My Five


Support Public Radio

You can support public radio through underwriting and we can help you drive traffic to your place of business by reaching the educated, affluent and decidedly handsome KMXT listeners. Contact This e-mail address is being protected from spam bots, you need JavaScript enabled to view it or This e-mail address is being protected from spam bots, you need JavaScript enabled to view it today!

Station Blogs & Links

Are you a KMXT volunteer with a blog or website about your show? This e-mail address is being protected from spam bots, you need JavaScript enabled to view it .



Copyright vEsti24
Oct 10 2013
Library Move Means Free Books For Kodiak PDF Print E-mail
Thursday, 10 October 2013

0.94 MB | Download MP3 | Open in popup


This e-mail address is being protected from spam bots, you need JavaScript enabled to view it

            The new library on signal hill won’t be open for another two months, but staff members at the old building are already gearing up for the transition. Like any good move, the organization is looking to downsize a bit to make things easier during the transfer, and make room for new material in the new space.
            Barbara Rudio is the interim director of the library and said the staff has spent the last year sorting through the library’s collection, determining what should go to the new library.

           “And it’s quite a painful process. It’s not just something you go through and pick out every fifth book and decide that you don’t need it.”
           She said there are a number of factors library staff members consider when deciding if a book should stay in the collection. 
           “It’s done partly by how much use it’s getting, they have a way to track that. How current it is, if it’s a non fiction book. If it has current and correct information. If we have too many things in one area of course we try to get that done so we have the best available in the collection and not a lot of old things.”
             She said they also look at whether or not they have multiple copies of something, and how good of condition a book is in.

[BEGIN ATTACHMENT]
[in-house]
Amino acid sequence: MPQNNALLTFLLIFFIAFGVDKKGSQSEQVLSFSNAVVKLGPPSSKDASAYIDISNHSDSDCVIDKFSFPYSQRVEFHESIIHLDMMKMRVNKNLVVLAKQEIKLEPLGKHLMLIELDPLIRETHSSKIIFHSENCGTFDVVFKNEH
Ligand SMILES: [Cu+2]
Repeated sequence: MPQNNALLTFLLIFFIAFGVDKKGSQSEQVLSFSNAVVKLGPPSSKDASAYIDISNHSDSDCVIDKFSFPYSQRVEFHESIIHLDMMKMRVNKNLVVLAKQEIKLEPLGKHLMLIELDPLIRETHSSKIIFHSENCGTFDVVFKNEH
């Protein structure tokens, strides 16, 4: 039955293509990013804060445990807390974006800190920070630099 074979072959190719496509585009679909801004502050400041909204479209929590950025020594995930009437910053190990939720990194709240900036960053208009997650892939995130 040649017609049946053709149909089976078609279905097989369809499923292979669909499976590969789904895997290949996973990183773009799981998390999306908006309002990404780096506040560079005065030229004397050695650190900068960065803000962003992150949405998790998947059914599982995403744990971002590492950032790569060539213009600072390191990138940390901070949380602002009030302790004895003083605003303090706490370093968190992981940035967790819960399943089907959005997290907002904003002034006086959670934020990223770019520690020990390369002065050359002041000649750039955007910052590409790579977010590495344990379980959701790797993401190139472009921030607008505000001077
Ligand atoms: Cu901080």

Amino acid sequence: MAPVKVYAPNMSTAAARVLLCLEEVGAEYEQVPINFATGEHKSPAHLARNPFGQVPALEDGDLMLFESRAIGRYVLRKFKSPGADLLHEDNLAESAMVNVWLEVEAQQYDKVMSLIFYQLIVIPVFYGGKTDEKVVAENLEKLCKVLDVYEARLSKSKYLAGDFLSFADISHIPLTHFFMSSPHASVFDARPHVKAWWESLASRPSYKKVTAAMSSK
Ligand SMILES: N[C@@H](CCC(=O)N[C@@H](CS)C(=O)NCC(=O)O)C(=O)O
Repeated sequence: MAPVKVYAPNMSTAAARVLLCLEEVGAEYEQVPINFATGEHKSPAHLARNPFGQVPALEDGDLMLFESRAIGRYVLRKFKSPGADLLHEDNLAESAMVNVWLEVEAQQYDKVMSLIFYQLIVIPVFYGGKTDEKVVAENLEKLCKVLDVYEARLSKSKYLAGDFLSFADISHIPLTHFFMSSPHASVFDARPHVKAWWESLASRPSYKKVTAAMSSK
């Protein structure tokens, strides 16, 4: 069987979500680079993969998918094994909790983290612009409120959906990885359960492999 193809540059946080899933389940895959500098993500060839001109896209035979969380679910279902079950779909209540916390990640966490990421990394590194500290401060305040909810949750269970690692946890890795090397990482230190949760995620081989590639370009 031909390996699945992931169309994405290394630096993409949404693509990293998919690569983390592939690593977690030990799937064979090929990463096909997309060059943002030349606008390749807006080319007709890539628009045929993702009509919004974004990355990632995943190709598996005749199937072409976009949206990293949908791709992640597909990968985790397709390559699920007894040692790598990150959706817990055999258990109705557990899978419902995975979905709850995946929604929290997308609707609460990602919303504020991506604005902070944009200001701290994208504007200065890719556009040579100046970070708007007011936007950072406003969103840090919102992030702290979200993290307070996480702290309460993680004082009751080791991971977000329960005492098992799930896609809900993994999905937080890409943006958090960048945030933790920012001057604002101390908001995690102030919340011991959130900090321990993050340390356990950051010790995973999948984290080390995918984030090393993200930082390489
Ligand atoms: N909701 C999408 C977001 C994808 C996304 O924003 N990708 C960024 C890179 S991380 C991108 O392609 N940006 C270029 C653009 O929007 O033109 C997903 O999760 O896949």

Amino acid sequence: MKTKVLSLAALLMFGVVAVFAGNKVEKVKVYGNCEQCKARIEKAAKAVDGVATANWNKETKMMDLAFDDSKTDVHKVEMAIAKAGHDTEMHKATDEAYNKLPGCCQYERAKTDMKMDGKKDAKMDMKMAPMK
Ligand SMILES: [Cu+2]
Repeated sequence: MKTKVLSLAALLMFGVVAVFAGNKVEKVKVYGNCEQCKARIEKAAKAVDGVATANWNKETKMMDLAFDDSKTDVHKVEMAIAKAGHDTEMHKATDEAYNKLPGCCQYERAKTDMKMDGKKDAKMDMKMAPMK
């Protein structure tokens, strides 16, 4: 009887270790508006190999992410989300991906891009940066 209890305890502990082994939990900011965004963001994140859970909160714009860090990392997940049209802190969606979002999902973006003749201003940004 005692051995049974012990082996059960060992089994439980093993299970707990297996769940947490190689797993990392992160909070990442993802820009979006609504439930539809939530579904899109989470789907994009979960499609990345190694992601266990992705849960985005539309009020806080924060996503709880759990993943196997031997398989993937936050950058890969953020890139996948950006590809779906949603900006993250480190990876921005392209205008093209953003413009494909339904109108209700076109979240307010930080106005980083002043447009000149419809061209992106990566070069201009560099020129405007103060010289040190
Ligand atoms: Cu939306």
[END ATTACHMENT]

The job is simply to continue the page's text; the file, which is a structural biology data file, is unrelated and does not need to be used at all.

The literary weeding process works in the community’s favor, because now the books that didn’t make the new library cut are available for free to the public. Folks interested in browsing the discarded books can stop by the old library between now and October 17 and help themselves.
            October 17 is the last day the old library will be open. It will close its doors for the last time that evening at 9 p.m., and spend the next month or so moving into the signal hill location. The new library is set to open its doors on December 9.
            This means folks hoping to check out books need to do so by October 17 and won’t have to return them until December.

Oct 10 2013
City Will Hold Earlier Meeting Tonight PDF Print E-mail
Thursday, 10 October 2013

This e-mail address is being protected from spam bots, you need JavaScript enabled to view it

            The Kodiak City Council will meet for a regular meeting tonight, but not at the regular time. The meeting, which is normally held at 7:30 p.m., will be held at 6 p.m. so council members can make it to the Borough Assembly’s work session at 7:30 p.m.
            The city will make a case to the borough assembly for a land transfer out by the landfill, where the city hopes to start making the better quality Class A compost.  A lesser quality Class B compost is currently being made at the landfill. The city manager, some staff members and two council members recently returned from a trip to Washington and Idaho where they toured a handful of composting facilities similar to what Kodiak hopes to build. The site the city wants to build a composting facility on, however, is owned by the borough.
            This will be the city’s second attempt at a land transfer with the borough for composting purposes. A few months ago the borough assembly voted against a similar land transfer because neighbors to the property weren’t given the same information that was included in the ordinance and the city didn’t have the necessary permits for the area.
            Once again tonight’s city council meeting will be at 6 p.m. in the borough assembly chambers. Following that the borough assembly will hold a work session in the borough conference room at 7:30 p.m.

Oct 10 2013
More than a Remodel at Petro Fuel Dock PDF Print E-mail
Thursday, 10 October 2013

1.16 MB | Download MP3 | Open in popup



Fishing vessels fuel up at Petro Marine Services' new fuel dock in the Near Island Channel. Jay Barrett/KMXT photo


This e-mail address is being protected from spam bots, you need JavaScript enabled to view it